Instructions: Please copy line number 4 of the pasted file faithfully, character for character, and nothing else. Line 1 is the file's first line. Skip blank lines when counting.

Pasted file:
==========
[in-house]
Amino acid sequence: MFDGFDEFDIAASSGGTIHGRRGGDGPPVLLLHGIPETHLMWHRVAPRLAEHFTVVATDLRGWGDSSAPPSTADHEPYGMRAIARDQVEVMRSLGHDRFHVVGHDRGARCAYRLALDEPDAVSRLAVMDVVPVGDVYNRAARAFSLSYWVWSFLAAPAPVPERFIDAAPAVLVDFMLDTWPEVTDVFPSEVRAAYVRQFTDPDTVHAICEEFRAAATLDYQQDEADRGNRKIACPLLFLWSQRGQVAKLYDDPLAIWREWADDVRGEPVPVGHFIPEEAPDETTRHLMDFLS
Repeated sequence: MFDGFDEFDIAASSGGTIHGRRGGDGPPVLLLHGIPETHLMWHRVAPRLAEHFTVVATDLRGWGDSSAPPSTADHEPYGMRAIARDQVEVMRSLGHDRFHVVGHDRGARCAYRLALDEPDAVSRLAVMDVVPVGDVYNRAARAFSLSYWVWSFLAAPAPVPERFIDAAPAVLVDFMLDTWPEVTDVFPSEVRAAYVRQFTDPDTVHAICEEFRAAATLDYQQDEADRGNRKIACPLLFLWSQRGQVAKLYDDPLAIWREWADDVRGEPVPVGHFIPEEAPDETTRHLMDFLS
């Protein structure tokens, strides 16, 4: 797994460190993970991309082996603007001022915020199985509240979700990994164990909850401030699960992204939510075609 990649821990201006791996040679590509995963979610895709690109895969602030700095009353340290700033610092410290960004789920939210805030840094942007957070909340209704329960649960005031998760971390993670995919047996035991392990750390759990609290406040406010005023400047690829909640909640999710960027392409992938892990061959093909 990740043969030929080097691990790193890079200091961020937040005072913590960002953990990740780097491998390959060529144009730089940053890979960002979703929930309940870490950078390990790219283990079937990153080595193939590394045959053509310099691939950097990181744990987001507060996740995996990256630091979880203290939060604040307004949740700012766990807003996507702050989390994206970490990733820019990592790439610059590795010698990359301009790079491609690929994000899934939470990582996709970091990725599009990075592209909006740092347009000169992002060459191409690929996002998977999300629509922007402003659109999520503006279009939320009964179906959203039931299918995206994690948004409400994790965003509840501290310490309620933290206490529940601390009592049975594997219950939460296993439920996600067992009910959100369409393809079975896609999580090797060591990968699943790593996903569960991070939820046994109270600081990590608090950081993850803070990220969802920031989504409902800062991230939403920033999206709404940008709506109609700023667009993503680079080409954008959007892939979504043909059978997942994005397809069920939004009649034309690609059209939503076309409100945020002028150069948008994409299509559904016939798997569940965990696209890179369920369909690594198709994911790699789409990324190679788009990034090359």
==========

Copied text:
């Protein structure tokens, strides 16, 4: 797994460190993970991309082996603007001022915020199985509240979700990994164990909850401030699960992204939510075609 990649821990201006791996040679590509995963979610895709690109895969602030700095009353340290700033610092410290960004789920939210805030840094942007957070909340209704329960649960005031998760971390993670995919047996035991392990750390759990609290406040406010005023400047690829909640909640999710960027392409992938892990061959093909 990740043969030929080097691990790193890079200091961020937040005072913590960002953990990740780097491998390959060529144009730089940053890979960002979703929930309940870490950078390990790219283990079937990153080595193939590394045959053509310099691939950097990181744990987001507060996740995996990256630091979880203290939060604040307004949740700012766990807003996507702050989390994206970490990733820019990592790439610059590795010698990359301009790079491609690929994000899934939470990582996709970091990725599009990075592209909006740092347009000169992002060459191409690929996002998977999300629509922007402003659109999520503006279009939320009964179906959203039931299918995206994690948004409400994790965003509840501290310490309620933290206490529940601390009592049975594997219950939460296993439920996600067992009910959100369409393809079975896609999580090797060591990968699943790593996903569960991070939820046994109270600081990590608090950081993850803070990220969802920031989504409902800062991230939403920033999206709404940008709506109609700023667009993503680079080409954008959007892939979504043909059978997942994005397809069920939004009649034309690609059209939503076309409100945020002028150069948008994409299509559904016939798997569940965990696209890179369920369909690594198709994911790699789409990324190679788009990034090359």